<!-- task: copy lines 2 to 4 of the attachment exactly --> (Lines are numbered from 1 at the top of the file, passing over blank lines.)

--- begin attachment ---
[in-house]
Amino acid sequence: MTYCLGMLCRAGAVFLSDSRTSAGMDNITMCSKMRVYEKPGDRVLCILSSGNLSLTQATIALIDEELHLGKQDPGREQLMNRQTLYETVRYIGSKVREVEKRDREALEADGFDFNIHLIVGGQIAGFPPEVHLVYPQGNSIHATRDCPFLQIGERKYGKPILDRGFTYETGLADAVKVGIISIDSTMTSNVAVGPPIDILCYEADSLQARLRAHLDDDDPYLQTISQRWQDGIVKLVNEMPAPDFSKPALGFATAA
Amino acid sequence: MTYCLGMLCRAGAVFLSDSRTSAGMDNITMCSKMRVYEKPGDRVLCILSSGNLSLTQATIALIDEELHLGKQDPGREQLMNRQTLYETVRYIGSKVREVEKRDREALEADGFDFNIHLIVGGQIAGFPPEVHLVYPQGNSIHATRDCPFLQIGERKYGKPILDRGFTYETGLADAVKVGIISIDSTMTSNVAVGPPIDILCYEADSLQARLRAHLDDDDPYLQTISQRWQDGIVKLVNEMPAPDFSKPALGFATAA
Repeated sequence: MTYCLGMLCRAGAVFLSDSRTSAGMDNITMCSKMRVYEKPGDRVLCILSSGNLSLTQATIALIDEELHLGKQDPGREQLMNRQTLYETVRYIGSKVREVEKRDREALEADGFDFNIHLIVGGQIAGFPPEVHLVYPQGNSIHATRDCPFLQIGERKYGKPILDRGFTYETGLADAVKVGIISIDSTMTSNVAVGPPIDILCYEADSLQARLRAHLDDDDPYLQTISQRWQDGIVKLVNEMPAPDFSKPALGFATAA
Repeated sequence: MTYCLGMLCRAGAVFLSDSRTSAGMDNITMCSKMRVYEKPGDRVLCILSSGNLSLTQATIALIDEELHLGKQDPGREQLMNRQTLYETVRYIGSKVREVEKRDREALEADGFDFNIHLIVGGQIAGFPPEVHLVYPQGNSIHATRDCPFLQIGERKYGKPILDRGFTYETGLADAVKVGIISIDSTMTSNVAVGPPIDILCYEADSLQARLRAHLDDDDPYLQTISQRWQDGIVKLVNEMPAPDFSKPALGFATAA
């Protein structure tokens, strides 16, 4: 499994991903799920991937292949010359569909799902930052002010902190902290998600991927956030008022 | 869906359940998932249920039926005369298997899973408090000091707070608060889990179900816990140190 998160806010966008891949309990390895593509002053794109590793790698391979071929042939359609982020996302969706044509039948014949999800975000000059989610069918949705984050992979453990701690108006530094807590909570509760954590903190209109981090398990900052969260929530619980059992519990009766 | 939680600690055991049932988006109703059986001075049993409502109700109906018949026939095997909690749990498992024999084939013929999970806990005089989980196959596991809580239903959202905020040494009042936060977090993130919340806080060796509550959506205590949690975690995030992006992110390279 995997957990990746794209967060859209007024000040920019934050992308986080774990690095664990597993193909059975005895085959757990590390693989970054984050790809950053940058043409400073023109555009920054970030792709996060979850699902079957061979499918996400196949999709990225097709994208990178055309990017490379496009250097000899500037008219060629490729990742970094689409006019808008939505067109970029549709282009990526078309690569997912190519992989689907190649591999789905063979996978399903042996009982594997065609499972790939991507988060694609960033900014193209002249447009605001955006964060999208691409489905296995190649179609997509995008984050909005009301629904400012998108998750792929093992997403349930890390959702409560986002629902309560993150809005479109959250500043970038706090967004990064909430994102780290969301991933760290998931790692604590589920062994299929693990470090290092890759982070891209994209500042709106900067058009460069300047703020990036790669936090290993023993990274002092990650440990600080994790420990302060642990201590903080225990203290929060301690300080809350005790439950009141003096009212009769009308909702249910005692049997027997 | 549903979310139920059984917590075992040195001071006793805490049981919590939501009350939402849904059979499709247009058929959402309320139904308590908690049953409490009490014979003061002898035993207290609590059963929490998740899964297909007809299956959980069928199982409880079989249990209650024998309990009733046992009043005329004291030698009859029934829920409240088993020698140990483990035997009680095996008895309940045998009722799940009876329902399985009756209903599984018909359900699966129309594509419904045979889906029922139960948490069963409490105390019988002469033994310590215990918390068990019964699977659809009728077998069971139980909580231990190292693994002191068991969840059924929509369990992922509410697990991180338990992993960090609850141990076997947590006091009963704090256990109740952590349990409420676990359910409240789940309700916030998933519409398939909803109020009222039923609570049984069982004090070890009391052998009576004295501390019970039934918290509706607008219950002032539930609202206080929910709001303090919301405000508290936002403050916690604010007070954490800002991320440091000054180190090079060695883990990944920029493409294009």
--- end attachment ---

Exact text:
Amino acid sequence: MTYCLGMLCRAGAVFLSDSRTSAGMDNITMCSKMRVYEKPGDRVLCILSSGNLSLTQATIALIDEELHLGKQDPGREQLMNRQTLYETVRYIGSKVREVEKRDREALEADGFDFNIHLIVGGQIAGFPPEVHLVYPQGNSIHATRDCPFLQIGERKYGKPILDRGFTYETGLADAVKVGIISIDSTMTSNVAVGPPIDILCYEADSLQARLRAHLDDDDPYLQTISQRWQDGIVKLVNEMPAPDFSKPALGFATAA
Amino acid sequence: MTYCLGMLCRAGAVFLSDSRTSAGMDNITMCSKMRVYEKPGDRVLCILSSGNLSLTQATIALIDEELHLGKQDPGREQLMNRQTLYETVRYIGSKVREVEKRDREALEADGFDFNIHLIVGGQIAGFPPEVHLVYPQGNSIHATRDCPFLQIGERKYGKPILDRGFTYETGLADAVKVGIISIDSTMTSNVAVGPPIDILCYEADSLQARLRAHLDDDDPYLQTISQRWQDGIVKLVNEMPAPDFSKPALGFATAA
Repeated sequence: MTYCLGMLCRAGAVFLSDSRTSAGMDNITMCSKMRVYEKPGDRVLCILSSGNLSLTQATIALIDEELHLGKQDPGREQLMNRQTLYETVRYIGSKVREVEKRDREALEADGFDFNIHLIVGGQIAGFPPEVHLVYPQGNSIHATRDCPFLQIGERKYGKPILDRGFTYETGLADAVKVGIISIDSTMTSNVAVGPPIDILCYEADSLQARLRAHLDDDDPYLQTISQRWQDGIVKLVNEMPAPDFSKPALGFATAA